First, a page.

One of Those Lists: War Movie Edition (My Top 10 Favorites)
10. Kelly's Heroes: You couldn't go wrong with Clint Eastwood movies from this era, and he's as cool as he is in any movie here. The story is unique in that it's less about the war itself, and more about the morality of men involved. Donald Sutherland's “Oddball” character is way out of place for the era, but is still good. The end in which they convince a Nazi Tiger tank Commander to help them break into the bank and steal the gold is also a pretty cool twist. It also get's bonus points for having Uncle Leo from Seinfeld in it, who was a real Army veteran that joined the day after Pearl Harbor was attacked and served in the Pacific.
09. The Bridge at Remagen: I love a good WW2 “Bridge” story and this one is a bit of an underrated classic. It's a highly fictionalized telling of a real battle, but done believably. The lead (George Segal) does a good job in making you care about the mission and the troops involved. It has some nice action scenes, as well. Late '60s/Early '70s WW2 movies always had a more authentic feel to them, thanks in part to not being that far removed from the real war.
08. Inglourious Basterds: Not everyone is a fan of Tarantino's style of movie-making, and I'll admit that some of his choices are weird and annoying and ruin some of the authenticity of his films, but this one makes up for it. The acting is superb from everyone involved (Christoph Waltz and Michael Fassbender especially, as well as Brad Pitt playing his role perfectly). The over-the-top Tarantino violence gets in the way of the battles, but doesn't completely ruin them from being exciting enough. I would probably edit out a lot of stuff from this, and enjoy it just as much, but it's still a fun movie.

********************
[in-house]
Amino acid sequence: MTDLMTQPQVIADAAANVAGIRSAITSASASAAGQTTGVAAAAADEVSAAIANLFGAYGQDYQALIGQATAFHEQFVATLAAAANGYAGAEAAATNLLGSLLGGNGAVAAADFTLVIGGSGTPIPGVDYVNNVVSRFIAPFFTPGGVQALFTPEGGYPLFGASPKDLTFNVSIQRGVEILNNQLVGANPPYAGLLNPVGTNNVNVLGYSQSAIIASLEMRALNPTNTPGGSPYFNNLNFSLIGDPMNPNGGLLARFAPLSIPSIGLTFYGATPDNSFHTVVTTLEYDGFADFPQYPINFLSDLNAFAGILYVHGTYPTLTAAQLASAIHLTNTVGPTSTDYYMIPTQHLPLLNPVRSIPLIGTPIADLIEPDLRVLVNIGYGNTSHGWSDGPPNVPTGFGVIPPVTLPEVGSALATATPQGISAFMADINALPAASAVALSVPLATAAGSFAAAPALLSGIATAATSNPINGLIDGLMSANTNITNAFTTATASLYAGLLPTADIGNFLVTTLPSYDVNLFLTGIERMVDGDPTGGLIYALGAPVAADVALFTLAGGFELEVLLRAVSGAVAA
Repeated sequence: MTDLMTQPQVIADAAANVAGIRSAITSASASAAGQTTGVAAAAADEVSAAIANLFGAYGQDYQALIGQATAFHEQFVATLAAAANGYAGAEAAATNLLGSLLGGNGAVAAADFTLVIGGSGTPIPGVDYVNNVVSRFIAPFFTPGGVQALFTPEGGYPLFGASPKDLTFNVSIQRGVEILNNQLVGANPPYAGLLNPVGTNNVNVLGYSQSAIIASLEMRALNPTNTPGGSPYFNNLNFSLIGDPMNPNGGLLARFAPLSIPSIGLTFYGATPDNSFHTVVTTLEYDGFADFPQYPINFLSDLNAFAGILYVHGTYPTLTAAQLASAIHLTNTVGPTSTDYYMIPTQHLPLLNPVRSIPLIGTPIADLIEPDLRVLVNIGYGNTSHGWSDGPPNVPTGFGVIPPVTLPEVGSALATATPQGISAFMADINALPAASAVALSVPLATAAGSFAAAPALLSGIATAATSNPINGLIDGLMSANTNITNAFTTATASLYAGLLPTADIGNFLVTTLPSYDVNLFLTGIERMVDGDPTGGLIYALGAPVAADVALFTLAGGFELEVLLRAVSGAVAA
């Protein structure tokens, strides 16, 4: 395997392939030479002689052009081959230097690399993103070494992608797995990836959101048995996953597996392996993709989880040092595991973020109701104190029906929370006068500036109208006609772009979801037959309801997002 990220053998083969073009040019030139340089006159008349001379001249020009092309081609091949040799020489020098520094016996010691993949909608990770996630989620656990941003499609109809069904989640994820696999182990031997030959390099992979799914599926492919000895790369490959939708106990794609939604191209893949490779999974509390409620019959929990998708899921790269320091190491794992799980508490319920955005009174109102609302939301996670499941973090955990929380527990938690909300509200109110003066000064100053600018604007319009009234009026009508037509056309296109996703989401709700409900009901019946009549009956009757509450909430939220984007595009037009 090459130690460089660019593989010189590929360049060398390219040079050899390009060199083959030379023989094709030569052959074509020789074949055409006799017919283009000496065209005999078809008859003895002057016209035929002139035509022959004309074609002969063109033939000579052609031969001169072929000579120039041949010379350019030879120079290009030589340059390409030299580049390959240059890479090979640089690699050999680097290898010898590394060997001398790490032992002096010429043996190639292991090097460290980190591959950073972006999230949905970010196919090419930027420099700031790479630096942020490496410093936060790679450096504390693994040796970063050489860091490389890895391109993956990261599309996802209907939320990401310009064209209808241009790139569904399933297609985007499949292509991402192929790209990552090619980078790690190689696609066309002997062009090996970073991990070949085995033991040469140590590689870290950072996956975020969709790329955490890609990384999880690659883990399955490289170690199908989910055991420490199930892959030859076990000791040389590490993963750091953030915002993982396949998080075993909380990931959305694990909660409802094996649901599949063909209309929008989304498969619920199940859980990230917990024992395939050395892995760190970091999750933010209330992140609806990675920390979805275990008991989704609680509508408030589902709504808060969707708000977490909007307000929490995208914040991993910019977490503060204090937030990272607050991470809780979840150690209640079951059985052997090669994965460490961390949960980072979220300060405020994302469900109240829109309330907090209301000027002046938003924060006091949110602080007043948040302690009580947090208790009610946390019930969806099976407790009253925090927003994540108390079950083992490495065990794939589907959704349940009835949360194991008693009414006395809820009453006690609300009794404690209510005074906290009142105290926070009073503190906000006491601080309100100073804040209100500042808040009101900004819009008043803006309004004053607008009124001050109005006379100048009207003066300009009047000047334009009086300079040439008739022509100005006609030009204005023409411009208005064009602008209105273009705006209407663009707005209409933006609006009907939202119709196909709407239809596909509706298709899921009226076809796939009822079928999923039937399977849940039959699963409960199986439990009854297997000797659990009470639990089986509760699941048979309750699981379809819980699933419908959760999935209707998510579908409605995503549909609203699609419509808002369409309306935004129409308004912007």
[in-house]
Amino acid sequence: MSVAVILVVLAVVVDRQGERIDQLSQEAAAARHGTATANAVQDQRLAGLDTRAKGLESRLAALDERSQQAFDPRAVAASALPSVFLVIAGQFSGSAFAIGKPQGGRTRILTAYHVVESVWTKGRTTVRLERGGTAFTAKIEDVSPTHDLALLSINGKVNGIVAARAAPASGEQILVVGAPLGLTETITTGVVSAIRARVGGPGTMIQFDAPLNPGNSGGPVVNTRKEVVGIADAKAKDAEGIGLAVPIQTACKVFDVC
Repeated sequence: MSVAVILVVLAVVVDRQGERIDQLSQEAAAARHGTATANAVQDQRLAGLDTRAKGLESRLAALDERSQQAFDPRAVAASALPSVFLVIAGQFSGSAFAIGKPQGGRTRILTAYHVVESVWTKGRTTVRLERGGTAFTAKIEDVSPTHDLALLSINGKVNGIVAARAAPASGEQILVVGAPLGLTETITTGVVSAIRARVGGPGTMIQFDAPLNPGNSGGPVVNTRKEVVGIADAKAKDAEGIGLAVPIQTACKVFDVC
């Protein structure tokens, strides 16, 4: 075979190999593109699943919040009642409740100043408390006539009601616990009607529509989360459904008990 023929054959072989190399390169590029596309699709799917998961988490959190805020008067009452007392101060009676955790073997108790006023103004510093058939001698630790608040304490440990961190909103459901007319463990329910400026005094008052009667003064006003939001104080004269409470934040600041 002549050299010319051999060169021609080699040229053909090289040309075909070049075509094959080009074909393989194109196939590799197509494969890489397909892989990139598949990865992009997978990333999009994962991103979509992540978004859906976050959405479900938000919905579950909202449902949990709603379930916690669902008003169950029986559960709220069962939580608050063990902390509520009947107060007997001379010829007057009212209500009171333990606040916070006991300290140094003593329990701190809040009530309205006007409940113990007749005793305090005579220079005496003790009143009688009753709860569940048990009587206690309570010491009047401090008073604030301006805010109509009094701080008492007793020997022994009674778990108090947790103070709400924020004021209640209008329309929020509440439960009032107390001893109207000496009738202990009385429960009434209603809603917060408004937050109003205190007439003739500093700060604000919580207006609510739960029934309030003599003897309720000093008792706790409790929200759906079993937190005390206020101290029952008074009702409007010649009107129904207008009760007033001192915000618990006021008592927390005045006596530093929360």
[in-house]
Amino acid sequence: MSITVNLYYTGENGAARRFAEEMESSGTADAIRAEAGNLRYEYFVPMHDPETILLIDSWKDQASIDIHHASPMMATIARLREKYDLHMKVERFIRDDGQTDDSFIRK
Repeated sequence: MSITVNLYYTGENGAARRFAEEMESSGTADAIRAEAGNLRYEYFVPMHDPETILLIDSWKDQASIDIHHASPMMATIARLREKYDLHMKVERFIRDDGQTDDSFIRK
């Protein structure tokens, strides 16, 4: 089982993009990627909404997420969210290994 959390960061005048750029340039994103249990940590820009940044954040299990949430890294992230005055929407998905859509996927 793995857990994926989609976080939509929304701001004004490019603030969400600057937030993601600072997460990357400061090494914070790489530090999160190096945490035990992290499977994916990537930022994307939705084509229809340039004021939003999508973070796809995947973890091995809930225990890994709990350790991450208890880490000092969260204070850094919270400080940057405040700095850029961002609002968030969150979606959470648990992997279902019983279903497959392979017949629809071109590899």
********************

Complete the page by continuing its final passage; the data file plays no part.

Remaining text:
07. Hamburger Hill: I've only seen this from start to finish once, but I would certainly recommend it to anyone who wants to see a more “realistic” and gritty version of a 1980's Vietnam movie. The real-life story is just as brutal as the movie, and if you know anything about it going in, it really makes you feel more for the characters going through it. If you aren't familiar with the battle, the outcome, or the reasons as to why it happened, I suggest reading a bit about it before watching this. It'll ensure that the movie leaves more of an impact.